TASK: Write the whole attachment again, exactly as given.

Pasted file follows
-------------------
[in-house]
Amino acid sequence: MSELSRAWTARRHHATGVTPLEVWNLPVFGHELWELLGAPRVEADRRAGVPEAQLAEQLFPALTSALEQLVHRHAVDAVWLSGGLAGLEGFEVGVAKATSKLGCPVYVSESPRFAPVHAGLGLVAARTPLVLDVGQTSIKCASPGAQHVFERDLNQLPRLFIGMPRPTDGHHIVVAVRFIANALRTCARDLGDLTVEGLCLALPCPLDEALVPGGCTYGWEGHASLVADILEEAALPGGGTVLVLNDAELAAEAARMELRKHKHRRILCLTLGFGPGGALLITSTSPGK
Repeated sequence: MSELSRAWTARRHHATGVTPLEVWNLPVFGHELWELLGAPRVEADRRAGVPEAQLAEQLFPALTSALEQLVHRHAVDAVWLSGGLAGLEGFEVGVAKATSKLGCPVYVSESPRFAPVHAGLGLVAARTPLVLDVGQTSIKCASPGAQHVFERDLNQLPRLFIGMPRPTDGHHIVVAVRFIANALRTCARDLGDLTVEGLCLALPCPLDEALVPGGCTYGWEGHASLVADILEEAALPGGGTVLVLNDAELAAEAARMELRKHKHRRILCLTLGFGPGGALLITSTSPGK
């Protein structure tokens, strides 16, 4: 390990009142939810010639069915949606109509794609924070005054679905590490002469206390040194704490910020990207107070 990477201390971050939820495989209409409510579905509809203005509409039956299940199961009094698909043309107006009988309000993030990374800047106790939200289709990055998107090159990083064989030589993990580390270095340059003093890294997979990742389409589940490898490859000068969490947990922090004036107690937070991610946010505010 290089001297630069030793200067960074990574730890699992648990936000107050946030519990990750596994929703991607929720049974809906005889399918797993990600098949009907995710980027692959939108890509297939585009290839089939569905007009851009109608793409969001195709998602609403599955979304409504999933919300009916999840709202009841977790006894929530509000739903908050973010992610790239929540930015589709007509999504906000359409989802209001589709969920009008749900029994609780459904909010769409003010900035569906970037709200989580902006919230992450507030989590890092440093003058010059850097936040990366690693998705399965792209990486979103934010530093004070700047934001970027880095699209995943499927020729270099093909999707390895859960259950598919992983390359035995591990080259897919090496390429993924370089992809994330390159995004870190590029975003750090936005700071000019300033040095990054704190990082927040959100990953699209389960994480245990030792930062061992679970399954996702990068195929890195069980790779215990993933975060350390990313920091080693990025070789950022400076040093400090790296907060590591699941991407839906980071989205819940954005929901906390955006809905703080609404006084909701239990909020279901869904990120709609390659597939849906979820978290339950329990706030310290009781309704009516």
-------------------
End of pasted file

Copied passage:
[in-house]
Amino acid sequence: MSELSRAWTARRHHATGVTPLEVWNLPVFGHELWELLGAPRVEADRRAGVPEAQLAEQLFPALTSALEQLVHRHAVDAVWLSGGLAGLEGFEVGVAKATSKLGCPVYVSESPRFAPVHAGLGLVAARTPLVLDVGQTSIKCASPGAQHVFERDLNQLPRLFIGMPRPTDGHHIVVAVRFIANALRTCARDLGDLTVEGLCLALPCPLDEALVPGGCTYGWEGHASLVADILEEAALPGGGTVLVLNDAELAAEAARMELRKHKHRRILCLTLGFGPGGALLITSTSPGK
Repeated sequence: MSELSRAWTARRHHATGVTPLEVWNLPVFGHELWELLGAPRVEADRRAGVPEAQLAEQLFPALTSALEQLVHRHAVDAVWLSGGLAGLEGFEVGVAKATSKLGCPVYVSESPRFAPVHAGLGLVAARTPLVLDVGQTSIKCASPGAQHVFERDLNQLPRLFIGMPRPTDGHHIVVAVRFIANALRTCARDLGDLTVEGLCLALPCPLDEALVPGGCTYGWEGHASLVADILEEAALPGGGTVLVLNDAELAAEAARMELRKHKHRRILCLTLGFGPGGALLITSTSPGK
């Protein structure tokens, strides 16, 4: 390990009142939810010639069915949606109509794609924070005054679905590490002469206390040194704490910020990207107070 990477201390971050939820495989209409409510579905509809203005509409039956299940199961009094698909043309107006009988309000993030990374800047106790939200289709990055998107090159990083064989030589993990580390270095340059003093890294997979990742389409589940490898490859000068969490947990922090004036107690937070991610946010505010 290089001297630069030793200067960074990574730890699992648990936000107050946030519990990750596994929703991607929720049974809906005889399918797993990600098949009907995710980027692959939108890509297939585009290839089939569905007009851009109608793409969001195709998602609403599955979304409504999933919300009916999840709202009841977790006894929530509000739903908050973010992610790239929540930015589709007509999504906000359409989802209001589709969920009008749900029994609780459904909010769409003010900035569906970037709200989580902006919230992450507030989590890092440093003058010059850097936040990366690693998705399965792209990486979103934010530093004070700047934001970027880095699209995943499927020729270099093909999707390895859960259950598919992983390359035995591990080259897919090496390429993924370089992809994330390159995004870190590029975003750090936005700071000019300033040095990054704190990082927040959100990953699209389960994480245990030792930062061992679970399954996702990068195929890195069980790779215990993933975060350390990313920091080693990025070789950022400076040093400090790296907060590591699941991407839906980071989205819940954005929901906390955006809905703080609404006084909701239990909020279901869904990120709609390659597939849906979820978290339950329990706030310290009781309704009516």